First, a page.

Interview: Comedian Michael Showalter

Michael Showalter's playing a Barack Rock Fundraiser. But it's not an endorsement. "My sister was a speechwriter in the Clinton White House," he says. "So why don't you pick up that ball and run with it."

Michael Showalter arrived on the comedy scene with the mid-'90s hit MTV comedy sketch show The State, in which he played the hilariously pissy teenager Doug. Besides hosting The Michael Showalter Showalter on, teaching screenwriting at NYU's Graduate School of Film, and working on dozens of other projects, he's been on the road with Michael Ian Black, also formerly of The State, in support of his new comedy album Sandwiches & Cats. The two will perform Saturday at the Music Hall of Williamsburg and at the Barack Rock fundraiser on February 4 at the Bowery Ballroom with their sketch-comedy troupe Stella.

Recently he talked to the Voice about his choice for president, the Writers' Guild strike, and what he has in common with Albert Einstein.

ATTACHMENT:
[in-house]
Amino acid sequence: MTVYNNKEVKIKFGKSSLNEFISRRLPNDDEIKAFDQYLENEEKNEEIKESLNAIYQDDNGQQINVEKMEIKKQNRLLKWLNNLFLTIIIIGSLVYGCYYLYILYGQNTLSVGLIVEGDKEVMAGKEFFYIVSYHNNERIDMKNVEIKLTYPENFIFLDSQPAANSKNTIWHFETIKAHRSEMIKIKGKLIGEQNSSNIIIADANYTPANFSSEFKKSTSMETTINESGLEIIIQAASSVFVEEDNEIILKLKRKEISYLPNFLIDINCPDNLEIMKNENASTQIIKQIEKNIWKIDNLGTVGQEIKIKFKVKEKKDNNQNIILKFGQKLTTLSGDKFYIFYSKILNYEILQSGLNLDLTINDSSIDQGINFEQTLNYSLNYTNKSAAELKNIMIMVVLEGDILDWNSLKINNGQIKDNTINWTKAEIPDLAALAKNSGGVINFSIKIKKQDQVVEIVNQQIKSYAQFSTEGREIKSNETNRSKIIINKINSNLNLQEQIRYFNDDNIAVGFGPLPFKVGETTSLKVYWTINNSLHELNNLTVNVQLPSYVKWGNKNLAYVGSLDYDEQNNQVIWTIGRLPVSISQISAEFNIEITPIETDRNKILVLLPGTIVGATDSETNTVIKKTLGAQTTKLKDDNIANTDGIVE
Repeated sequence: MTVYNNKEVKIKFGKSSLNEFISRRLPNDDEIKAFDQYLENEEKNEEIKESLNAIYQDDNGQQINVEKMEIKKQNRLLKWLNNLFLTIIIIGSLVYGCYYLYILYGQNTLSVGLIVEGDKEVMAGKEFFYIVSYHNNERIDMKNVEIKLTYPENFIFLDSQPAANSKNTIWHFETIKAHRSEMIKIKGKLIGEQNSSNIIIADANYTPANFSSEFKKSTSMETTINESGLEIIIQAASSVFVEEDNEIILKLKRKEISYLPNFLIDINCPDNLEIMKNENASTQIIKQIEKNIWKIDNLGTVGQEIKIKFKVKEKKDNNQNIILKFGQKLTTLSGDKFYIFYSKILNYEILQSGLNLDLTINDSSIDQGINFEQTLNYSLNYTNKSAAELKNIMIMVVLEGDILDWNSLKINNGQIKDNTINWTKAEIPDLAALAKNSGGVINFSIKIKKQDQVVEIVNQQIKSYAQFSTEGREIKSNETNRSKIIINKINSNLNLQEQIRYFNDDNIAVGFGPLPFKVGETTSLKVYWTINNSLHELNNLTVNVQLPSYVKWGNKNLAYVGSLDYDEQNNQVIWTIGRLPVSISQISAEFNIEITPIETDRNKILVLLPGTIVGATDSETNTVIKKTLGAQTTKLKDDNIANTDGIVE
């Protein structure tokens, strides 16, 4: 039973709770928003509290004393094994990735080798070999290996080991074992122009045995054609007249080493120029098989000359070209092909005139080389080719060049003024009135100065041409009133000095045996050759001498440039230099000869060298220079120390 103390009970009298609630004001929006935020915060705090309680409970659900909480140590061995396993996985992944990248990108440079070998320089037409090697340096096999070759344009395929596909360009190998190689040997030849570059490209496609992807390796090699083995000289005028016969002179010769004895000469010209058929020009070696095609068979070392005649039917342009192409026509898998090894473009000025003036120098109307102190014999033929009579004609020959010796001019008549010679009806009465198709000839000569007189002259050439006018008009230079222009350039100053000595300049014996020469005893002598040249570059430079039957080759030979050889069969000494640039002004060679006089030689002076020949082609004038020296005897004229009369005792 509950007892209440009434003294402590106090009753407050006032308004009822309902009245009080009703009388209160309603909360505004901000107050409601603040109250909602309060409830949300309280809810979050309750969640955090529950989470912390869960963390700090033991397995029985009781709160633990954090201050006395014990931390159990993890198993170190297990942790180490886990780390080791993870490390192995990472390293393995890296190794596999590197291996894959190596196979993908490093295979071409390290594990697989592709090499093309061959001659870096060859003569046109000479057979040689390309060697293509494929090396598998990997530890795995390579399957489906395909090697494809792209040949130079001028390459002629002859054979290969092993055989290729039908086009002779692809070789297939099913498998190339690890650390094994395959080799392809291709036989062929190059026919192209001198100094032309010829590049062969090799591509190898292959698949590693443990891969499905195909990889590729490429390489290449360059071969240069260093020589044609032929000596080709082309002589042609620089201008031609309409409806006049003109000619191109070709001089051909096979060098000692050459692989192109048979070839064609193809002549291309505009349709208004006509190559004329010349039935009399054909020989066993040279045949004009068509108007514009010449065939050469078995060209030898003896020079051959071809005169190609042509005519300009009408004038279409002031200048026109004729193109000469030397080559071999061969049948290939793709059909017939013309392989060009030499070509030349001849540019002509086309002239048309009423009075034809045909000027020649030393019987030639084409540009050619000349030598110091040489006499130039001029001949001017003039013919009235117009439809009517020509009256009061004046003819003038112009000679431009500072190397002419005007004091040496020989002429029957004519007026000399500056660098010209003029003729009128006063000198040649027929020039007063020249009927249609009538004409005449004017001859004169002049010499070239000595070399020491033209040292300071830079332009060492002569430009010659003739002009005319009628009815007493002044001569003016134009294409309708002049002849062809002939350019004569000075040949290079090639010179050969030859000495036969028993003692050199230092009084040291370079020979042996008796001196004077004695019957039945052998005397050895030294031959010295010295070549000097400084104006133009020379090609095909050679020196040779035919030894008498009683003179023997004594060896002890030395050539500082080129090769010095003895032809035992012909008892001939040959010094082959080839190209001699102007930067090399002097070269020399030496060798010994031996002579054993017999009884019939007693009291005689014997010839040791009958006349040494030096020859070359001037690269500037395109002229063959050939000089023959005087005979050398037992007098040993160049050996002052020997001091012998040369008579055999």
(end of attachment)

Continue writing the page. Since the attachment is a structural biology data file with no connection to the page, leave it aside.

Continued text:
VV: You wrote about your tour with Michael Ian Black on your blog. It sounds like it's been rough--you lost your luggage, your wallet, your paycheck from a show.
MS: Yes, I constantly lose things. It's the story of my life, so it was nothing new really. And the shows were very good and I enjoyed myself, but I'm incapable of not losing things so that part of it was bad.

VV: Why are you always losing stuff?
MS: I'm absentminded. It's a common affliction for people who are as brilliant as I am. You know, Albert Einstein was famously absent-minded. Doogie Howser, who was a young genius fictional character, but he was known to be quite absent-minded.

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